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‘Blessed are the peacemakers: for they shall be called the children of God.’—MATT. v. 9.

This is the last Beatitude descriptive of the character of the Christian. There follows one more, which describes his reception by the world. But this one sets the top stone, the shining apex, upon the whole temple-structure which the previous Beatitudes had been gradually building up. You may remember that I have pointed out in previous sermons how all these various traits of the Christian life are deduced from the root of poverty of spirit. You may also remember how I have had occasion to show that if we consider that first Beatitude, ‘Blessed are the poor in spirit,’ as the root and mother of all the rest, the remainder are so arranged as that we have alternately a grace which regards mainly the man himself and his relations to God, and one which also includes his relations to man.

Now there are three of these which look out into the world, and these three are consummated by this one of my text. These are ‘the meek,’ which describes a man’s attitude to opposition and hatred; ‘the merciful,’ which describes his indulgence in judgment and his pitifulness in action; and ‘the peacemakers.’ For Christian people are not merely to bear injuries and to recompense them with pity and with love, but they are actively to try to bring about a wholesomer and purer state of humanity, and to breathe the peace of God, which passes understanding, over all the janglings and struggles of this world.

So, I think, if we give a due depth of significance to that name ‘peacemaker,’ we shall find that this grace worthily completes the whole linked series, and is the very jewel which clasps the whole chain of Christian and Christ-like characteristics.

I. How are Christ’s peacemakers made?

Now there are certain people whose natural disposition has in it a fine element, which diffuses soothing and concord all around them. I dare say we all have known such—perhaps some good woman, without any very shining gifts of intellect, who yet dwelt in such peace of heart herself that conflict and jangling were rebuked in her presence. And there are other people who love peace, and seek after it in the cowardly fashion of letting things alone; whose ‘peacemaking’ has no nobler source than hatred of trouble, and a wish to let sleeping dogs lie. These, instead of being peacemakers, are war-makers, for they are laying up materials for a tremendous explosion some day.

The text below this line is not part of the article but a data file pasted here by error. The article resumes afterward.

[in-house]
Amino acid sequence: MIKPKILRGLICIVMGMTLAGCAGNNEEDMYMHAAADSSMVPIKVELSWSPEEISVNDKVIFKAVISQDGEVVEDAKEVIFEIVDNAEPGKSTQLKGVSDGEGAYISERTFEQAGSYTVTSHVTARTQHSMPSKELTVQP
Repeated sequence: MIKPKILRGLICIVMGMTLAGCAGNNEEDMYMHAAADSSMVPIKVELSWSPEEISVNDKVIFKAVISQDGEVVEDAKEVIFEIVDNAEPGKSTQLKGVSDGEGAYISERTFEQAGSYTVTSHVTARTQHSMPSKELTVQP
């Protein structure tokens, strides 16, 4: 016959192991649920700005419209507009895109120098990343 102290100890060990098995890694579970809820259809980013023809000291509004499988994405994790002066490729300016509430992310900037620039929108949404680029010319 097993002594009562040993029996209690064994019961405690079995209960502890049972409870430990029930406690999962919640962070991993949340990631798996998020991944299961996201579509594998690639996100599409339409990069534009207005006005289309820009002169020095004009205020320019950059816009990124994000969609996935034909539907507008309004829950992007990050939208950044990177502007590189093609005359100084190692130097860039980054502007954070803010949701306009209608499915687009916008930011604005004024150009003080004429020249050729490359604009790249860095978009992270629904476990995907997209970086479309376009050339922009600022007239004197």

But it is a very different temper that Jesus Christ has in view here, and I need only ask you to do again what we have had occasion to do in the previous sermons of this series—to link this characteristic with those that go before it, of which it is regarded as being the bright and consummate flower and final outcome. No man can bring to others that which he does not possess. Vainly will he whose own heart is torn by contending passions, whose own life is full of animosities and unreconciled outstanding causes of alienation and divergence between him and God, between him and duty, between him and himself, ever seek to shed any deep or real peace amongst men. He may superficially solder some external quarrels, but that is not all that Jesus Christ means. His peacemakers are created by having passed through all the previous experiences which the preceding verses bring out. They have learned the poverty of their own spirits. They have wept tears, if not real and literal, yet those which are far more agonising—tears of spirit and conscience—when they have thought of their own demerits and foulnesses. They have bowed in humble submission to the will of God, and even to that will as expressed by the antagonisms of man. They have yearned after the possession of a fuller and nobler righteousness than they have attained. They have learned to judge others with a gentle judgment because they know how much they themselves need it, and to extend to others a helping hand because they are aware of their own impotence and need of succour. They have been led through all these, often painful, experiences into a purity of heart which has been blessed by some measure of vision of God; and, having thus been equipped and prepared, they are fit to go out into the world and say, in the presence of all its tempests, ‘Peace! be still.’ Something of the miracle-working energy of the Master whom they serve will be shed upon those who serve Him.